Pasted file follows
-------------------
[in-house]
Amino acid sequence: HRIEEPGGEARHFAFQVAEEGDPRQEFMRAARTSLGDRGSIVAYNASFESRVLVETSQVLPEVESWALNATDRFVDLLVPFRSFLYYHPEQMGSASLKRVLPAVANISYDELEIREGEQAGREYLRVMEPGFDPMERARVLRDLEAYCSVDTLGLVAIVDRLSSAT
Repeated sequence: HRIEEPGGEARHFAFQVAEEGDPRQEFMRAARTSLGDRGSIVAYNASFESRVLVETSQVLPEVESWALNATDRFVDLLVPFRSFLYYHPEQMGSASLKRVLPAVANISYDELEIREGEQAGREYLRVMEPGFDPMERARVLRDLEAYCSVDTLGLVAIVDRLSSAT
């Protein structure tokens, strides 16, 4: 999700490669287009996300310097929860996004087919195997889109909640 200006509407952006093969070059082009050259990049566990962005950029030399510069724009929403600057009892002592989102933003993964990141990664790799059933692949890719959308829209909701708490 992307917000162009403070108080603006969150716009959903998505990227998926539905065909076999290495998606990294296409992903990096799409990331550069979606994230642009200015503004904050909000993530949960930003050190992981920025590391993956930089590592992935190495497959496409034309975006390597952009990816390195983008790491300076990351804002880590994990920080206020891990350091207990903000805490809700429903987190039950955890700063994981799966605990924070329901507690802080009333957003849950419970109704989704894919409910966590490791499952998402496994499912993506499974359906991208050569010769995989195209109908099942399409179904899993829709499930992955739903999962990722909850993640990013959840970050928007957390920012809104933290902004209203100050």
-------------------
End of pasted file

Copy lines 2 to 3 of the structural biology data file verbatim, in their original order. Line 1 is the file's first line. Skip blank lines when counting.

Amino acid sequence: HRIEEPGGEARHFAFQVAEEGDPRQEFMRAARTSLGDRGSIVAYNASFESRVLVETSQVLPEVESWALNATDRFVDLLVPFRSFLYYHPEQMGSASLKRVLPAVANISYDELEIREGEQAGREYLRVMEPGFDPMERARVLRDLEAYCSVDTLGLVAIVDRLSSAT
Repeated sequence: HRIEEPGGEARHFAFQVAEEGDPRQEFMRAARTSLGDRGSIVAYNASFESRVLVETSQVLPEVESWALNATDRFVDLLVPFRSFLYYHPEQMGSASLKRVLPAVANISYDELEIREGEQAGREYLRVMEPGFDPMERARVLRDLEAYCSVDTLGLVAIVDRLSSAT